As first reported by Today, Whitney has a rare disease called NF2 (Neurofibromatosis type 2). Because of NF2 she lost the vision in her left eye and hearing in her right ear, along with partial hearing loss in her left ear. The condition makes pregnancy risky, and the disease is hereditary.

Whitney and her husband, Pete, wanted to start a family, but adoption and surrogacy fees seemed to be putting parenthood out of their reach. Until Jill stepped in as their surrogate.

"We have always had a strong connection, I do think this experience made our connection stronger, for sure," Whitney tells Motherly, adding that she's sure that when Jill eventuallu has kids of her own the sisters will likely bond over motherhood, too.

Through IVF, Jill carried donor eggs fertilized with Pete's sperm to make her twin sister's family, and on June 7 Jill delivered Whitney and Pete's son and daughter, little Rhett and Rhenley.

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"Going through this with Jill was so easy," Whitney tells Motherly. "We both had no idea what was going to happen or how we would deal with stuff during this journey. We had our ups and downs, but I think that's life, and in any situation you would experience that. But with my sister, there was a sense of everything was going to be ok, like always. We always get over our annoyance and disagreements with each other very fast with no hard feelings. It was just a great experience to have with my best friend, my twin sister."

Rhett and Rhenley are keeping Whitney super busy these days (with twins, someone is always hungry!) but she's making time to share her story because she wants other people who can't physically be pregnant to not give up on their dream of being a mom.

"It's not about blood or biologically carrying a kid that makes you a mom, it's the unconditional love, care, and security you give a child that makes you a mom," she explains.

Whitney continues: "Even though you aren't carrying or blood-related, you still have those feelings of babies being yours!"

Whitney calls Jill her best friend and Jill says the feeling is mutual, telling Today that she knows Whitney would have done the same for her if the roles where reversed.

"She's always wanted to be a mom and her disease has already taken so much from her. I wasn't going to allow (NF2) to take this opportunity from her, too," Jill said. "It just felt like the right thing to do. Our family is so strong and so supportive of one another, especially since Whit's diagnosis in 8th grade."

Thanks to Jill, Whitney is now living her dream, taking care of her two adorable babies.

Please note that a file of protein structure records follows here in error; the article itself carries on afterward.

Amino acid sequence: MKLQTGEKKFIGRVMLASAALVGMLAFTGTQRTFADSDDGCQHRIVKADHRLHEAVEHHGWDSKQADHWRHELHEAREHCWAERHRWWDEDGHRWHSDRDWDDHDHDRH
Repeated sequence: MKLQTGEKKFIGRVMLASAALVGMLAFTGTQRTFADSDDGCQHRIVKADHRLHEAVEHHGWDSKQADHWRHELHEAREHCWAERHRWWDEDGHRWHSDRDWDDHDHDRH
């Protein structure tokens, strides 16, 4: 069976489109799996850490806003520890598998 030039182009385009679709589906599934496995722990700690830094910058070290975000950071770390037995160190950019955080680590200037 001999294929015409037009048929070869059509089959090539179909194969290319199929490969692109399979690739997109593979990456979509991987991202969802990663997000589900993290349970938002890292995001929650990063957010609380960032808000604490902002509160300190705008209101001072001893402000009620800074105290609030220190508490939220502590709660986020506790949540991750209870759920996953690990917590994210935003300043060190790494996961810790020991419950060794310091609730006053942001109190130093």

Jill is an amazing sister, and Whitney is already an amazing mom.

[A version of this post was originally published June 14, 2019. It has been updated.]

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A dad's first Father's Day is always special, and Prince Harry is no exception. The Duke and Duchess of Sussex released a new photo of Baby Archie clutching his father's finger.

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It's been just over a month since little Archie Harrison Mountbatten-Windsor came into the world and changed his father's. Shortly after the birth, Prince Harry described new fatherhood as "the most amazing experience I could ever possibly imagine."

This sweet Father's Day Instagram post is the first look at Archie the public has had since the royal family did their post-birth photoshoot in May.

While Archie's mom and dad recently attended the Queen's birthday celebration, Trooping the Colour, little Archie is still a bit too small for such a big party. His older cousin Prince Louis made his first Trooping appearance this year, so we can expect to see Archie at the Queen's birthday parade next year.

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Baby Archie and Prince Louis will likely be together soon for Archie's christening. Reports suggest the event will take place next month at Windsor Castle, the same venue where Archie's mom and dad got married, and where Prince Harry was baptized back in 1984.

We can't wait to see more photos of sweet baby Archie on his big day!

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Do you feel guilty when you don't want to play with your kid? I do.

Do you give in and play with them anyway, all the while checking your phone and wondering exactly how long you have to pretend to be a dinosaur? Or do you say "no" to play time and endure the inevitable whining, coupled with mom-guilt that ensues?

Neither of these options is particularly tempting.

So what's a mom, with a fully developed intellect and adult interests and subsequent lack of interest in playing with toys for 10 to 12 hours a day, to do?

Here are six phrases to try next time your kid wants to play and you need a break.

1. "I will be cleaning the kitchen. You're welcome to join me."